I was ready, “Bring it!” I boasted…

But what neither the weatherman nor I could have predicted was the hungry owl that would come in the night and steal away with one of my Guinea hens.  The chilling thing was that I heard the geese honking furiously last night at about 1:00 AM, and I should have known something was wrong!  Though I doubt there was little I could have done about it.  Owls, like hawks, gotta eat, and so it was that last night I lost another Guinea but to an owl this time.

The curious thing about Guineas is that they refuse to roost anywhere but up in a tree, which is fine if it is fully leaved.  But, when fall and the wind have stripped it bare it just doesn’t make sense, but then guineas have no sense.


Things Guineas are most likely to do:

  1. If left by your fowl friends on the other side of the fence, then you run back and forth for hours crying till your little feet have run a track in the dirt.  You could fly over the same way you got in, but this will never occur to you.
  2. Run in terror from a little white fluffy Cockerel who is easily less than half your size.
  3. Screech out “WEE-choo,  WEE-choo, WEE-choo, WEE-choo, at the top of your annoying little voice… all day.  Every day.  Until the husband of the owner of the ugly, little, brainless, feathered fowl turns to you and says:  “I HATE THOSE NASTY BIRDS!”  Whereupon you remind him that he was tick free this summer and he acquiesces.
  4. Come rain, wind, or freezing temperatures, you will roost in the trees to be eaten by a large bird.

So now I have a choice to make.  Let them take their chances or put them in the freezer for dinners this winter.  I can order more in spring for tick control and I know it will make the husband happy, if only temporarily,  that I got rid of them. What would you do?

~  Epitaph For a Guinea  ~

If I Only Had a Brain

(with apologies to the original author)

I could while away the hours, conferrin’ with the flowers
Consultin’ with the rain.
And the dirt I’d be scratchin’ while
my thoughts were busy hatchin’
If I only had a brain.
I’d unravel every riddle for obtaining any viddles,
In sunshine or in rain.
With the thoughts I’d be thinkin’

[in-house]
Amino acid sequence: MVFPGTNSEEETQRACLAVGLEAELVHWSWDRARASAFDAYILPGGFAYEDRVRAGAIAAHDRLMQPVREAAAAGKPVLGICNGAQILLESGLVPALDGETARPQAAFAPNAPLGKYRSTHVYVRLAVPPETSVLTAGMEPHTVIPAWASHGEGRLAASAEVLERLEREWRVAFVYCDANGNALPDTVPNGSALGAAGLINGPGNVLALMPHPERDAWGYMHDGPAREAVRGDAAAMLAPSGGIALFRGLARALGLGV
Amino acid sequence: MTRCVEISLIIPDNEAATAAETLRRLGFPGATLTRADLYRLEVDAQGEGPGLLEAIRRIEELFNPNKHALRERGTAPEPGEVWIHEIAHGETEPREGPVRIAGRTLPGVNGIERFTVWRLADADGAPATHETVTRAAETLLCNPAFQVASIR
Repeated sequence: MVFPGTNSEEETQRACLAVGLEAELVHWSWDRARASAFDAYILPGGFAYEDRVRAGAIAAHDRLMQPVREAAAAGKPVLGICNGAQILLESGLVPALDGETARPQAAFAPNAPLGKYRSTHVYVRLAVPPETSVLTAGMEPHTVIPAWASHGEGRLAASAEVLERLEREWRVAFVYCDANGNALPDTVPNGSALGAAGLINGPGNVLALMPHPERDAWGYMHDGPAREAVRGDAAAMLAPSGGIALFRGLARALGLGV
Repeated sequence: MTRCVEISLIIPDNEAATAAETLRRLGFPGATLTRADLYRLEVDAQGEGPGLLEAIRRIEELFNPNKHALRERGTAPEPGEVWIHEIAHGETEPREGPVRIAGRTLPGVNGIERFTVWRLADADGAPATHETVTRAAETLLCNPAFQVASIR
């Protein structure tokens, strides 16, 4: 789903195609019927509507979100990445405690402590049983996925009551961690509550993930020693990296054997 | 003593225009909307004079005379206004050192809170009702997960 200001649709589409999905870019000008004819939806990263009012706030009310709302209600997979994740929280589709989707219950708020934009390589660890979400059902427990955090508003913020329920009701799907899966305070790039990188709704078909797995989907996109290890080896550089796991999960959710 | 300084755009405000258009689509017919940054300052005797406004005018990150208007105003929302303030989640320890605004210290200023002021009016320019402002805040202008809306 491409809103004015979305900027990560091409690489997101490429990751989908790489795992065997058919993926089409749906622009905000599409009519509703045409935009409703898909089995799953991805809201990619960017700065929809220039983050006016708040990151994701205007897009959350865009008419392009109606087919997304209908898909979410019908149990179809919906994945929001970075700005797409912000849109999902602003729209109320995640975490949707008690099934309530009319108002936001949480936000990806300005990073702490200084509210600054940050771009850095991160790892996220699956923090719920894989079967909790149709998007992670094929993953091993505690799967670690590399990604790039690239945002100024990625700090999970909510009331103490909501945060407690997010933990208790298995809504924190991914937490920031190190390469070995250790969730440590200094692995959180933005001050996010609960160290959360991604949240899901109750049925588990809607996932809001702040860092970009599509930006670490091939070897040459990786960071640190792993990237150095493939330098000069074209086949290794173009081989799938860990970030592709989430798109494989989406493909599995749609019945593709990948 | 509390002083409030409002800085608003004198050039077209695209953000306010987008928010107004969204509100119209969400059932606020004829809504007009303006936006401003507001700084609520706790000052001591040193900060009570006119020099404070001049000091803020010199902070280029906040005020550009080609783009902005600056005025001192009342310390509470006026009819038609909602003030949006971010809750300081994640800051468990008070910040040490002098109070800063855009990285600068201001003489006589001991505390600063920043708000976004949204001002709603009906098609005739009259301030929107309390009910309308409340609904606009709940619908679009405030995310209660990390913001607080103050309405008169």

I could be another chicken
If I only had a brain.
Oh, I would go inside to sleep at night,
I wouldn’t have to fear of  Owls in flight,
And then I’d live to see another day!
I would not be just a nothin’ my head all full of stuffin’
My heart all full of pain.
I would dance and be merry, life would be a ding-a-derry,
If I only had a brain.


Lyrics Kingdom(http://www.poplyrics.n et)

Photo credit:

Mid July on the Farmlet

Standing at the  dining room window I look out to see that all of my chickens (and the geese too) have decided to take advantage of the neighbors property.  It’s OK, the neighbors don’t mind.  In fact, they even encouraged us when we replaced the fence to put in a gate for the critters access and enjoyment.  And enjoy it they do!  Just try to keep them out!

I grab my camera and venture outside into the heat of the moist 93 degree weather.

By the time I get to the back fence the chickens have moved to the far side of the acre to forage under the oaks.  I could watch them all day if I didn’t have other things to do, but I give myself a break and watch for a while.

~~~~~~~~~~~~~~~~~~  ~*~

While I’m out I decide that the Keets and the Baby Roos are ready for the big turning out party.  With trepidation I open the gate of their little nursery and let them go… and OH-BOY, can those keets FLY!  They’re only the size of doves at the moment and one has landed on the roof of the house!  Now what?  Well, apparently it scared her too, so she came back down and started foraging the morning glories with the rest of the gang!

Maybe they’ll find all the little ‘invisibles’ that have been chewing the leaves to Swiss cheese.

I hear the geese honking behind me and turn to see that they have become bored with the field scene and are heading to the gate to come back into the poultry yard.  They are honking at me the whole way…

MOM, hot-hot-hot, MOM!  They seem to say.

I yell back,  “OK, I can take a hint! ”  And grabbing  the hose I fill their pool for them.

~~~~~~~~~~~~~~~~~~  ~*~

OK, here’s just a bit more from yesterday…

I cleaned out the corn field because it was done.  It was a little disappointing again this year, yet better than last because what little there was,  was delicious!  That’s when I discovered all the Butternuts that were hiding underneath!  A whole twenty pounds of them!  Now what will you do with that much butternut and more on the way.  I ask you?  No really, I want your suggestions please!

I also watered the cukes and potatoes and that’s when I found these!

And there’s plenty more for this winter too!

I love my life here.  “:<>